in driving our nation's economy. unfortunately, current immigration policies are preventing american businesses from hiring foreign students who earn advanced degrees in approximate science, technology, engineering and mathematics from our best universities. from growing startups to u.s. multinationals, american employers are desperate for qualified stem workers no matter where they're from. microsoft, for example, has over 6,000 job openings waiting to be filled by scientists, researchers, engineers and developers. for now these openings and many others will remain vacant because too few american students are graduating with stem degrees and foreign stem graduates can't get the visas they need. every year the u.s. invests in educating thousands of foreign students in stem fields at our top universities only to send them back to compete against us. chairman lamar smith, along with congressman raul labrador, congressman bob goodlatte, and of course, the gentleman from california, mr. issa, have all worked on this and we have now put forward the measure before us to spur job creation b
of cybersecurity executive orders here at home may be cited back to us by some foreign nations, with them accusing us of telling them to do as we say, but not as we do. historical hands off regulatory policy has allowed the internet to become the greatest vehicle for global, social, and economic liberty since the printing press. despite the current economic climate, it continues to grow at an astonishing pace. the f.c.c. commissioner and are in dubai this week as u.s. delegates, our committee has also sent representatives from both parties to keep an eye on the proceedings. they are the 193 member countries of the united nations are gathered to consider whether to apply to the internet a regulatory regime that the internet telecommunications union created in the 1980's for old-fashioned telephone service. as well as whether to swallow the internet's nongovernmental organizational structure whole and make it part of the united nations. neither of these are acceptable outcomes and must be strongly opposed by our delegation. among those supportive of such regulation is russian president putin who spo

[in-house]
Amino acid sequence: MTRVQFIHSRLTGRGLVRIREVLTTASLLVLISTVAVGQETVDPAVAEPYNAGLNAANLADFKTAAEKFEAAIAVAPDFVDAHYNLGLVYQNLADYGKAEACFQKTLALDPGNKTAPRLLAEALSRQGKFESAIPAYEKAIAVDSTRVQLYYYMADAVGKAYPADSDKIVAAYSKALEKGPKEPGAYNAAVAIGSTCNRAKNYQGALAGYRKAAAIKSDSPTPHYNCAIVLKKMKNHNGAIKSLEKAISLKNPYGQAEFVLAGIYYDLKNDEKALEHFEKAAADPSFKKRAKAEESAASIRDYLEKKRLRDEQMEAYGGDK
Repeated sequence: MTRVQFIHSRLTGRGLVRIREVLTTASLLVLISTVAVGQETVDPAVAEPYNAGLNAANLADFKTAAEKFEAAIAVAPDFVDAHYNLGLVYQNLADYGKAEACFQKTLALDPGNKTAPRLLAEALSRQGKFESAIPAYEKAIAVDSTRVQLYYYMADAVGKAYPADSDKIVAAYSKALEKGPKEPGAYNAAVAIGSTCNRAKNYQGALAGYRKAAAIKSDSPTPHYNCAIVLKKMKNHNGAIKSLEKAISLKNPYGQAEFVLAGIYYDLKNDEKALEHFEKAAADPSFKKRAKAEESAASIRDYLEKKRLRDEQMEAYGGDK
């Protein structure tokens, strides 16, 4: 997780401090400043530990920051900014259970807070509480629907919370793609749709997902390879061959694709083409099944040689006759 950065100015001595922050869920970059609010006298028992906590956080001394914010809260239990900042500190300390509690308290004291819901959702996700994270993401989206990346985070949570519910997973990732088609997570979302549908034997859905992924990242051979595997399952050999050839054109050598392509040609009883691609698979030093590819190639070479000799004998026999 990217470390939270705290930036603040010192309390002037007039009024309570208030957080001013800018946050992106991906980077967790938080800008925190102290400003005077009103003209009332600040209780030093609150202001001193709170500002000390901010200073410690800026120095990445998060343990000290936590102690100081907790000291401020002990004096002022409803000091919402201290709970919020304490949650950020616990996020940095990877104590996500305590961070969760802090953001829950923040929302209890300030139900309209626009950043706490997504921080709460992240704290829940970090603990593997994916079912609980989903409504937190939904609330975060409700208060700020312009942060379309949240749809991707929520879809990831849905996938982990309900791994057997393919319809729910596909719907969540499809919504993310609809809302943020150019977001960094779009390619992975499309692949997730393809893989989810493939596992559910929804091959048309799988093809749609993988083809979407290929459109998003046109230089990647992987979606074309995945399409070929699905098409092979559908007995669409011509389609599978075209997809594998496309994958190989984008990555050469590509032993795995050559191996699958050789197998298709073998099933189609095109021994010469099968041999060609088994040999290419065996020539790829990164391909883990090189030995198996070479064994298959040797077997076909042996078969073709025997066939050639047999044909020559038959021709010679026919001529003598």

was offering in terms of economic direction, foreign policy direction. had to reflect on the road we've just traveled in the last four years and as voters do, they spent a lot of time thinking about the future. so in the next four years who can i trust on the economy, on social issues and foreign policy. and we live in a country that is even pli divided politically and we have close elections. our victory in 2008 was a landslide. it was clear this election was going to be closer, fwiven the economy and divisions in the country. with that being said, we still won electoral college, maybe not a landslide but a clear majority. our popular vote is 3% which is a healthy margin. and i think the reason we won is people understood where we had been economically. all of you have lived through the recession. this is not something that is an academic theory. everyone painfully lived through the recession. we are beginning to recover from that. the economy has created jobs over 5 fnt 5 million jobs which our economy is far too week but the electorate said i'm beginning to feel some progress. does that m
our foreign policy. the chair and i both have worked for several years now trying to get the law of the sea treaty into place. it's been bouncing around for decades. but it should be more than what they call consultation. every time we talk to the executive branch -- and i am a former member of the executive branch; i spent four years in the pentagon in the reagan administration -- they say that they have consulted and the definition of a consultation should be the secretary of state calling the chairman of the foreign relations committee or the secretary of defense calling the chairman of the armed services committee or coming over for a meeting. that is not the level of discussion and involvement that the united states congress should have when we are talking about long-term commitments with countries such as afghanistan and iraq. so this amendment is not draconian. it is very sensible. it basically says that in the situation where we have entered into this proposed relationship with afghanistan, that the key committees over here in the united states congress should have 30 day
Search Results 0 to 29 of about 30 (some duplicates have been removed)